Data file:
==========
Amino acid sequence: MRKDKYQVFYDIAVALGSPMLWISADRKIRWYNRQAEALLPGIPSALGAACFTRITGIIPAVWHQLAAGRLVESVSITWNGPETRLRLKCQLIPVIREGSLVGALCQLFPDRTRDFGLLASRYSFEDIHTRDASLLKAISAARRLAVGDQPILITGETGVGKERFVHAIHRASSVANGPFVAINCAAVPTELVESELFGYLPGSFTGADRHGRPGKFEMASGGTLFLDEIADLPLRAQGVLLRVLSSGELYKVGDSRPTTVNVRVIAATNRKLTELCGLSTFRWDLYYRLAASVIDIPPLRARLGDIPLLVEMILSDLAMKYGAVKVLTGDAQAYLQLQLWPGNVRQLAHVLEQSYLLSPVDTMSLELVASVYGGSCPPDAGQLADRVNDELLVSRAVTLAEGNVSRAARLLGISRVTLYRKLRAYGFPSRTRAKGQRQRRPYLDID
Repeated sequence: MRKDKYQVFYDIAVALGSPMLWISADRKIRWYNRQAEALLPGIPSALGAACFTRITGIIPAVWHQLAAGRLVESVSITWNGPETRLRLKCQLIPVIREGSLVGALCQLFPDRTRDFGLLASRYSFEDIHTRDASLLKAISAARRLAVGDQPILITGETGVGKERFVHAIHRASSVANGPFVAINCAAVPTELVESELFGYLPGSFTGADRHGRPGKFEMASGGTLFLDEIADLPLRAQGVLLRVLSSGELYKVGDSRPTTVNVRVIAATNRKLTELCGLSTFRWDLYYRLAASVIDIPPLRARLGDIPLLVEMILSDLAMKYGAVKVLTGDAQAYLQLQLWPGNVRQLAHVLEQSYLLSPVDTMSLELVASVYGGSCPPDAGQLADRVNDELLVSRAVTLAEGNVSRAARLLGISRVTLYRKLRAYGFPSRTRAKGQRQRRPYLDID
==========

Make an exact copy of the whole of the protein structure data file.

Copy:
Amino acid sequence: MRKDKYQVFYDIAVALGSPMLWISADRKIRWYNRQAEALLPGIPSALGAACFTRITGIIPAVWHQLAAGRLVESVSITWNGPETRLRLKCQLIPVIREGSLVGALCQLFPDRTRDFGLLASRYSFEDIHTRDASLLKAISAARRLAVGDQPILITGETGVGKERFVHAIHRASSVANGPFVAINCAAVPTELVESELFGYLPGSFTGADRHGRPGKFEMASGGTLFLDEIADLPLRAQGVLLRVLSSGELYKVGDSRPTTVNVRVIAATNRKLTELCGLSTFRWDLYYRLAASVIDIPPLRARLGDIPLLVEMILSDLAMKYGAVKVLTGDAQAYLQLQLWPGNVRQLAHVLEQSYLLSPVDTMSLELVASVYGGSCPPDAGQLADRVNDELLVSRAVTLAEGNVSRAARLLGISRVTLYRKLRAYGFPSRTRAKGQRQRRPYLDID
Repeated sequence: MRKDKYQVFYDIAVALGSPMLWISADRKIRWYNRQAEALLPGIPSALGAACFTRITGIIPAVWHQLAAGRLVESVSITWNGPETRLRLKCQLIPVIREGSLVGALCQLFPDRTRDFGLLASRYSFEDIHTRDASLLKAISAARRLAVGDQPILITGETGVGKERFVHAIHRASSVANGPFVAINCAAVPTELVESELFGYLPGSFTGADRHGRPGKFEMASGGTLFLDEIADLPLRAQGVLLRVLSSGELYKVGDSRPTTVNVRVIAATNRKLTELCGLSTFRWDLYYRLAASVIDIPPLRARLGDIPLLVEMILSDLAMKYGAVKVLTGDAQAYLQLQLWPGNVRQLAHVLEQSYLLSPVDTMSLELVASVYGGSCPPDAGQLADRVNDELLVSRAVTLAEGNVSRAARLLGISRVTLYRKLRAYGFPSRTRAKGQRQRRPYLDID